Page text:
Home / Opinion / Views /  We may have to recalibrate the country’s decarbonization effort

From the CoP-26 pledges in November 2021 to the updated Nationally Determined Contributions (NDCs), submitted to the United Nations Framework Convention on Climate Change last month, India’s march towards ‘net zero’ is being persuaded by what is a generational balancing act—of raising economic growth structurally, achieving decent living standards for all, and lowering carbon emissions simultaneously.

In the latest NDCs announced on 3 August, India altered one of its CoP-26 pledges to increase non-fossil-fuel-based capacity to 50% of overall installed capacity by 2030. Notably, we already reached 40% last fiscal year.

More significantly, while this is a commitment on total installed capacity, it would have been helpful to have the details on energy use and requirement as well. The difference is crucial because emissions depend on the energy generated, not installed capacity. Targeting 50% generation would have been eminently more desirable, even if tougher to achieve (because our challenges of land and infrastructure availability and grid stability continue).

The CoP-26 pledge incorporated without any change in our NDCs is the one to cut the country’s emission intensity of gross domestic product (GDP) by 45% from its 2005 level—a target enhanced from 40% committed earlier.

This would mean lowering emissions across all polluting sectors, especially energy (thermal power and transportation), which accounts for the highest share (about 60%) of India’s total greenhouse gas emissions, and manufacturing, which is next at about 20%. The efficiency of our coal-based plants is way below global standards as well.

The change in focus to ‘non-fossil-fuel-based’ energy—solar, wind, hydro and biogas—versus only ‘renewables’ (mainly solar and wind) means the journey ahead will not be easy. At the crux of the ambition is a set of enduring challenges—domestic availability of raw materials, cost competitiveness, access to technology and scalability. The manufacturing sector is a case in point.

Geopolitical conflicts, unresolved supply-chain nightmares unleashed by the pandemic, and food and fuel crises in emerging economies have all underscored the need for countries to have resilient, homegrown manufacturing bases, especially the green kind with scalability and cost-competitiveness.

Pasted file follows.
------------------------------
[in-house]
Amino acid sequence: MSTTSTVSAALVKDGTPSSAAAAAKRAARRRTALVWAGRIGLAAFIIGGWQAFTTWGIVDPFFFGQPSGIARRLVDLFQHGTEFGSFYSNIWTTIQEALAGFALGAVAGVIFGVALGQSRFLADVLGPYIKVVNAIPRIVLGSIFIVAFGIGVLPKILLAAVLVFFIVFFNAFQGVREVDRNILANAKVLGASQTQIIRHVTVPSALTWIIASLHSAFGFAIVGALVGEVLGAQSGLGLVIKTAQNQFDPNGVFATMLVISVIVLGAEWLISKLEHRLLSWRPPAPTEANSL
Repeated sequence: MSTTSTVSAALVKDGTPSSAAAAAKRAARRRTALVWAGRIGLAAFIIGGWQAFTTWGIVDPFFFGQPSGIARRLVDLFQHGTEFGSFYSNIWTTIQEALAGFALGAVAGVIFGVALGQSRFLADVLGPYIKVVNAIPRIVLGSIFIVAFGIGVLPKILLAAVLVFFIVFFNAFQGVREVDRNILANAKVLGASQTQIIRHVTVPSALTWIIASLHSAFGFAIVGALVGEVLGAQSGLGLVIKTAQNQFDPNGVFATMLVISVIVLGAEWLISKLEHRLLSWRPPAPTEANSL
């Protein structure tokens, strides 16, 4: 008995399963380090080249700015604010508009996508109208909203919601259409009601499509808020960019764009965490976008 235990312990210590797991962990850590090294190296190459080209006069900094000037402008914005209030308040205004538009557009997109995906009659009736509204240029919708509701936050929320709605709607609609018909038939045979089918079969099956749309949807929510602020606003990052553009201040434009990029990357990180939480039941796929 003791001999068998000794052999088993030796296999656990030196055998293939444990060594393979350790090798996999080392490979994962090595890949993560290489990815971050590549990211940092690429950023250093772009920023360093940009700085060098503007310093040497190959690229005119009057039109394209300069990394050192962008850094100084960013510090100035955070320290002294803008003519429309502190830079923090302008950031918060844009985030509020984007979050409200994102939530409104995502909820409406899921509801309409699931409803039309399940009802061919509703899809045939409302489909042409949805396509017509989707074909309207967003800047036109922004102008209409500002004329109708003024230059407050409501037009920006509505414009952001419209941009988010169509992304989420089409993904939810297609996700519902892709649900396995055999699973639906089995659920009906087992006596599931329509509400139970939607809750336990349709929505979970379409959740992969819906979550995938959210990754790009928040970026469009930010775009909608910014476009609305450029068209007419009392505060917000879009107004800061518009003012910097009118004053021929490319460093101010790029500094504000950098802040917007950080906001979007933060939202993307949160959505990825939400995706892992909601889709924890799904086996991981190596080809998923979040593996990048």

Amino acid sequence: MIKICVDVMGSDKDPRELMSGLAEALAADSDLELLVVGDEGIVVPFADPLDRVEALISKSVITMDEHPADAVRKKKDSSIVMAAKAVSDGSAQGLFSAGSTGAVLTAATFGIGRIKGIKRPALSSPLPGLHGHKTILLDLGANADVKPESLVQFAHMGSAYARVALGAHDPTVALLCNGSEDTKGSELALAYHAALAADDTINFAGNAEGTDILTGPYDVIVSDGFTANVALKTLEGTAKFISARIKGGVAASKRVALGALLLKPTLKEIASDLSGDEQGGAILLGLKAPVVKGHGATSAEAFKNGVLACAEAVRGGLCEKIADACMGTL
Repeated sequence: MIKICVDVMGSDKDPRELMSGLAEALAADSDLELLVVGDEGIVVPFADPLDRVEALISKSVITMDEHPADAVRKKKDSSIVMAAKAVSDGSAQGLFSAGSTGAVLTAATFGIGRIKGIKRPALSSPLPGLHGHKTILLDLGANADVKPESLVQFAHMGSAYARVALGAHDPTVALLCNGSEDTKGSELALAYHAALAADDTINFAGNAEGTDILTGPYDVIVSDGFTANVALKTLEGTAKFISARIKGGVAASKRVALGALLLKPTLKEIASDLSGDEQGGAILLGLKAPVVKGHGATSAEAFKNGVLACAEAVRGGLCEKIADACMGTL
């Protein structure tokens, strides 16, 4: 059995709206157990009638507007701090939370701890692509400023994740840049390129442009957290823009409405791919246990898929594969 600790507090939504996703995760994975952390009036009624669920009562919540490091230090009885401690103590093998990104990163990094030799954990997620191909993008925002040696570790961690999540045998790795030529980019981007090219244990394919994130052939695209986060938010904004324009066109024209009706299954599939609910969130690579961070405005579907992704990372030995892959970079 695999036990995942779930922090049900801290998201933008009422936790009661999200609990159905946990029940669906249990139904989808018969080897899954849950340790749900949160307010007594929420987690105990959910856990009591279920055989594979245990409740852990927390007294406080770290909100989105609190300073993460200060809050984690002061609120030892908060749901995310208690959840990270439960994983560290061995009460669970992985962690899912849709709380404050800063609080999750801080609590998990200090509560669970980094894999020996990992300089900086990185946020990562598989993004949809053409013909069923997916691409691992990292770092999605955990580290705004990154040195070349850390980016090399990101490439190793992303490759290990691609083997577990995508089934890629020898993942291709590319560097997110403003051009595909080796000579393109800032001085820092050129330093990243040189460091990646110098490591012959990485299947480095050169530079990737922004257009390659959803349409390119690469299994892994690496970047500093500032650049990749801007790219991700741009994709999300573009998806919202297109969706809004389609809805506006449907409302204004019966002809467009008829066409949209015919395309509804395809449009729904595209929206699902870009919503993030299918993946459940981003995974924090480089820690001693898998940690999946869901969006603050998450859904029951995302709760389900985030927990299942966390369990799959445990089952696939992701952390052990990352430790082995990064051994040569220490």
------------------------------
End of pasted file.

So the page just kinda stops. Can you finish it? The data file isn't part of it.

On its part, the government wants to incentivize green manufacturing, which it expects would create jobs as well. This would typically mean a sharper focus on new sectors such as solar modules, batteries and cell manufacturing.

While we are seeing a good uptake in electric two-, three- and four-wheel passenger vehicles, there is a big question mark over the feasibility of e-trucks. The availability of green hydrogen, indigenous raw material for batteries and technology remain steep hills to climb.

Decarbonizing conventional smokestacks will be no cakewalk either.

Crisil’s analysis shows that only five sectors—iron and steel, cement, refining, non-ferrous metals, and chemicals—account for about 70% of all industrial emissions. They also emit a higher intensity of non-CO2 gases (such as SOx, NOx, mercury and methane) and, hence, are hard-to-abate sectors. Greater consolidation in the top two sectors — steel and cement (about 45% of the total industrial emissions, excluding grid-supplied power)—implies commitments from a few players can make a difference.

Three of the country’s top five cement makers have announced green capital expenditure of 3,000 crore over the next 3-5 years. Much of this would be invested to meet 100% of their power requirements through renewables. Continued increase in the blending factor using materials such as slag and fly ash can also help meet short-term targets. But it is the shift towards green hydrogen-based direct reduced iron (DRI) processes in the steel industry along with the use of renewable energy that will ultimately eliminate production of blast furnace slag and fly ash, respectively.

India’s top three steel-makers (which account for about 43% of production) have committed to spend 22,000 crore over the next five years to cut emissions, as per Crisil Research estimates. The refrain is that a meaningful reduction can happen only on large-scale use of green hydrogen as a key reductant, and the shift to more DRI-based plants. In the meantime, major oil refiners and renewable energy generators in India are also focusing on green hydrogen production.

While green hydrogen is an exciting new technology and its production, along with ammonia, is being hugely incentivized and promoted by the government, its viability from both business case and funding perspectives still needs to be better established.

Hydrogen is green only if produced from solar, wind or biofuel sources of energy. The problem is that India’s cumulative solar and wind capacity, at about 114GW currently, is too little to meet the goal of 5 million tonnes per annum of green hydrogen generation by 2030 announced in the country’s Green Hydrogen Policy.

So continued efforts on indigenous green technology enablement are critical to cut cost, improve scalability and ensure faster adoption. As would be financial support from government, whether through public investment, facilitation of private investment or negotiations with advanced economies for climate action funds.

Another crucial need is for a holistic, national decarbonization vision that lays out pragmatic goals and guides implementation, essentially by leveraging our local technological prowess.

The hour is ripe for such transformational moves that can ensure a reasonable balance between sustainability and structurally strong economic growth.

Amish Mehta is managing director and chief executive officer of Crisil

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